Sustainable Seafood: Recipes for Thai Shrimp Curry, Salmon and Black Cod

Three eco-chefs share their seafood secrets.


| May/June 2007


Unless you’ve been living on the bottom of the sea for the past several years, you’ve heard some of the controversy about the health benefits and risks associated with eating fish. A natural source of protein with positive effects on heart health, fish can contain hazardous mercury and sometimes PCBs (toxic industrial chemicals that accumulate at the bottoms of rivers, lakes and coastal areas and build up in the fatty tissues of fish).

Most experts agree you can safely reap the benefits of eating fish by limiting consumption to once per week (or less often if the fish is high in mercury). The Food and Drug Administration (FDA) warns that pregnant women, nursing mothers and children should not eat swordfish, shark, tilefish and king mackerel because of high mercury content. The FDA also advises women and children to limit tuna consumption.

Then there are the tricky environmental issues: Many fish, including Atlantic cod, orange roughy, Chilean seabass and bluefin tuna, are dangerously overfished. Some aquaculture methods, including salmon farming, produce concentrated fecal waste that pollutes surrounding waters. And the methods for catching some fish in the wild—such as trawl nets, dredging and traps—kill other species. (Swordfish, for example, are caught on long lines that entangle endangered sea turtles.) Seafood Watch estimates more than 75 percent of the world’s fisheries are either fully fished or overfished, so these issues are more important than ever.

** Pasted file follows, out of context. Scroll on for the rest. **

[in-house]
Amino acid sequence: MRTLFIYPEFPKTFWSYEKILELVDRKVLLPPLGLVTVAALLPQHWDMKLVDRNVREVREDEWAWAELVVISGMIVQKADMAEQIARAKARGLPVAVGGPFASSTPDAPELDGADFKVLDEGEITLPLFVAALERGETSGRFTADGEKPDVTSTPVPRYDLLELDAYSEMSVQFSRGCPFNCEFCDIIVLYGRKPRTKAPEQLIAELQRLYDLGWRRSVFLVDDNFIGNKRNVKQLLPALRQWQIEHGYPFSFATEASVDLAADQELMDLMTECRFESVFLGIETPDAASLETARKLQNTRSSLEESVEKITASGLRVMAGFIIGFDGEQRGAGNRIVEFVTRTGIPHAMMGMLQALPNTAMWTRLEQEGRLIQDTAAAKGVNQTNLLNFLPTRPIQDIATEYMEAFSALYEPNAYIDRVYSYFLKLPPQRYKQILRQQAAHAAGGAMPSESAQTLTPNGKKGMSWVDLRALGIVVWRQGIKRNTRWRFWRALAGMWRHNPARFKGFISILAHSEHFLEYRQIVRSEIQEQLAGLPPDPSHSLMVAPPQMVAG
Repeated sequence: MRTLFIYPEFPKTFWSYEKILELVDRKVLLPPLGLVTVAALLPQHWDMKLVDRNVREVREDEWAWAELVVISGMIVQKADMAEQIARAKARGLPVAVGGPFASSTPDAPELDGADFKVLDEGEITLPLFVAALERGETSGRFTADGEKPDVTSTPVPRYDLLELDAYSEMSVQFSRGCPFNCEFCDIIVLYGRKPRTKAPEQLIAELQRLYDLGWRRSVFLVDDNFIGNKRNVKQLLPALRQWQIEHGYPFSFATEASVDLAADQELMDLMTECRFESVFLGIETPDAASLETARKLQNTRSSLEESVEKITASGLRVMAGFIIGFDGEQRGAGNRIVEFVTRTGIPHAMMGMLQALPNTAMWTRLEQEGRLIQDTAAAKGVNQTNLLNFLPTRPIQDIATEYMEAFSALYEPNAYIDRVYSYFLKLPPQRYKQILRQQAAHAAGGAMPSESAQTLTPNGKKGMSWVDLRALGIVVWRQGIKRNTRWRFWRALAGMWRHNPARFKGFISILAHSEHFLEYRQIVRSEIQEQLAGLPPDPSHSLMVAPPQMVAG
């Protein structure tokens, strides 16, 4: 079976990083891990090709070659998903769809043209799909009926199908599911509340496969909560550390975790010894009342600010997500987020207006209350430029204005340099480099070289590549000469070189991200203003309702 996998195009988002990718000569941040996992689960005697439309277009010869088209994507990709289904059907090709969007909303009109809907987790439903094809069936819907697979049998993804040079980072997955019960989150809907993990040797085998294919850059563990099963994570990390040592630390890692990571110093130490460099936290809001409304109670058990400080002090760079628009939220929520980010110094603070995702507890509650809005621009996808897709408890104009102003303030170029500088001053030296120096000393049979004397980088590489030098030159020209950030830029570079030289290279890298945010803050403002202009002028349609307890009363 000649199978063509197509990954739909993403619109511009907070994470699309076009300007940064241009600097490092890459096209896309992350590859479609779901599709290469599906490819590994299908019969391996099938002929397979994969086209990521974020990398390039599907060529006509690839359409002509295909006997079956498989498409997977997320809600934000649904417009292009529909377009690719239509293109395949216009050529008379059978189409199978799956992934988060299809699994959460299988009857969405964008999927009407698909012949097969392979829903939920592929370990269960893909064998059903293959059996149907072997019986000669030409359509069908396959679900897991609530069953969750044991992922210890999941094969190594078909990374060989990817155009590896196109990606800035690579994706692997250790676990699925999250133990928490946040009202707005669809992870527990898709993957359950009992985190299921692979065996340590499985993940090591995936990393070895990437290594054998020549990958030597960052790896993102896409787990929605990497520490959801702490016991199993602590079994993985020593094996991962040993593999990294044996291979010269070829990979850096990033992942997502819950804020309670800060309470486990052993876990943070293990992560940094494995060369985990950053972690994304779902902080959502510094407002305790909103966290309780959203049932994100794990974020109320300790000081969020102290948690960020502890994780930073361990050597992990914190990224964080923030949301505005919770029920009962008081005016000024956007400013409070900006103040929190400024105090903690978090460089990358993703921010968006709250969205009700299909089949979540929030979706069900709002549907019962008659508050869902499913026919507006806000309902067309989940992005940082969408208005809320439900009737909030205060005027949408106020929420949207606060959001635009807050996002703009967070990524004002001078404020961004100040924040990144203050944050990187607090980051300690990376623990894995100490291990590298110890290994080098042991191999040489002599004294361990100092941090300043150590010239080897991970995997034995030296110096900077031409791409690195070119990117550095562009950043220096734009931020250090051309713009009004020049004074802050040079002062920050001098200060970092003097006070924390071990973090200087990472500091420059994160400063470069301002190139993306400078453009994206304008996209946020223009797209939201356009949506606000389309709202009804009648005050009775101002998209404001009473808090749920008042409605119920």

Fortunately, Seafood Watch can help you make ocean-friendly choices, and The Green Guide evaluates mercury and PCBs in seafood. Both offer downloadable pocket guides to healthy, sustainable choices (see “Pick-of-the-Catch Websites,” page 76).

A few supermarket labels are also helpful. The Marine Stewardship Council (MSC) certifies sustainable fisheries; you’ll find MSC-labeled fish at stores such as Whole Foods, Wild Oats, Safeway and even Wal-Mart. And as always, look for “dolphin safe” and “turtle safe” designations.

Thai Shrimp Curry  





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